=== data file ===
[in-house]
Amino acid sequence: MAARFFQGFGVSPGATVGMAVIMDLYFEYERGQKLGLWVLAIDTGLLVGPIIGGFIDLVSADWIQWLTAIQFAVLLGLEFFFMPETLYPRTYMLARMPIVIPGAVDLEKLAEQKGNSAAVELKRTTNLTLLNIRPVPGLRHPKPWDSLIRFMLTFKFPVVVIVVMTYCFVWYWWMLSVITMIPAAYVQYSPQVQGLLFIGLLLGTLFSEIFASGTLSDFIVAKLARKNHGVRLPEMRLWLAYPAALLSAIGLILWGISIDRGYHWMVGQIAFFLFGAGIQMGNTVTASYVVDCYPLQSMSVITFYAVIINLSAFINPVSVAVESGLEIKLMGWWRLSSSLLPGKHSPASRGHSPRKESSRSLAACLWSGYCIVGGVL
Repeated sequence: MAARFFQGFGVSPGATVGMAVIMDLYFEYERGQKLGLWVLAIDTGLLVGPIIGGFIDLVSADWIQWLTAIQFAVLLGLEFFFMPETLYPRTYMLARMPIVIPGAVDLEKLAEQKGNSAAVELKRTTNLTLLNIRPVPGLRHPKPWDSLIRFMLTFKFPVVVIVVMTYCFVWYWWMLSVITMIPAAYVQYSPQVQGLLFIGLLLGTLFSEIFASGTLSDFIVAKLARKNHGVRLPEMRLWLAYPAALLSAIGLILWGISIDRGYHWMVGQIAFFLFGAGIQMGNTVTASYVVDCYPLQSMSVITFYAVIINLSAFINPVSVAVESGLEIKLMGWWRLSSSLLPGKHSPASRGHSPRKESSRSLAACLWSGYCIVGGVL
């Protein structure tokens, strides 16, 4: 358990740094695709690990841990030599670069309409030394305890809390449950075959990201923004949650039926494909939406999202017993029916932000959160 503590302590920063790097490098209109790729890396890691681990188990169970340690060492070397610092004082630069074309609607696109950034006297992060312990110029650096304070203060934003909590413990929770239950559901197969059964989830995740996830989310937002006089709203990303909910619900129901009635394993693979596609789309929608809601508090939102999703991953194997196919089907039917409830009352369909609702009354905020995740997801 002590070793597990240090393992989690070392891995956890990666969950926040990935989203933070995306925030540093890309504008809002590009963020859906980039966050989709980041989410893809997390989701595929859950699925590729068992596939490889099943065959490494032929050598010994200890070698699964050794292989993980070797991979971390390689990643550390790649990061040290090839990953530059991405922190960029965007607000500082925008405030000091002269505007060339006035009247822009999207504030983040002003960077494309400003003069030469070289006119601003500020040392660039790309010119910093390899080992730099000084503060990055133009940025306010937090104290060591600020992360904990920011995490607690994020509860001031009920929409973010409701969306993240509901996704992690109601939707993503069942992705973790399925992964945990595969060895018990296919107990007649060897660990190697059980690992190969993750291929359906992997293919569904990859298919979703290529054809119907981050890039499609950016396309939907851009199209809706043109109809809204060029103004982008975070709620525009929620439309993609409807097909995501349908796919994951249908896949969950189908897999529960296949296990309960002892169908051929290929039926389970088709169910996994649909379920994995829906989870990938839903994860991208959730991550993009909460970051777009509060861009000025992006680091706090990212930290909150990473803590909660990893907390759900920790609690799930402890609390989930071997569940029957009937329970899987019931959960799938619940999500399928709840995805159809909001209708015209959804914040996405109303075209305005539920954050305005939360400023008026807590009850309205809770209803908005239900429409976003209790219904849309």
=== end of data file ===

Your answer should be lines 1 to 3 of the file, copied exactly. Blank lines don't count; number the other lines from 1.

[in-house]
Amino acid sequence: MAARFFQGFGVSPGATVGMAVIMDLYFEYERGQKLGLWVLAIDTGLLVGPIIGGFIDLVSADWIQWLTAIQFAVLLGLEFFFMPETLYPRTYMLARMPIVIPGAVDLEKLAEQKGNSAAVELKRTTNLTLLNIRPVPGLRHPKPWDSLIRFMLTFKFPVVVIVVMTYCFVWYWWMLSVITMIPAAYVQYSPQVQGLLFIGLLLGTLFSEIFASGTLSDFIVAKLARKNHGVRLPEMRLWLAYPAALLSAIGLILWGISIDRGYHWMVGQIAFFLFGAGIQMGNTVTASYVVDCYPLQSMSVITFYAVIINLSAFINPVSVAVESGLEIKLMGWWRLSSSLLPGKHSPASRGHSPRKESSRSLAACLWSGYCIVGGVL
Repeated sequence: MAARFFQGFGVSPGATVGMAVIMDLYFEYERGQKLGLWVLAIDTGLLVGPIIGGFIDLVSADWIQWLTAIQFAVLLGLEFFFMPETLYPRTYMLARMPIVIPGAVDLEKLAEQKGNSAAVELKRTTNLTLLNIRPVPGLRHPKPWDSLIRFMLTFKFPVVVIVVMTYCFVWYWWMLSVITMIPAAYVQYSPQVQGLLFIGLLLGTLFSEIFASGTLSDFIVAKLARKNHGVRLPEMRLWLAYPAALLSAIGLILWGISIDRGYHWMVGQIAFFLFGAGIQMGNTVTASYVVDCYPLQSMSVITFYAVIINLSAFINPVSVAVESGLEIKLMGWWRLSSSLLPGKHSPASRGHSPRKESSRSLAACLWSGYCIVGGVL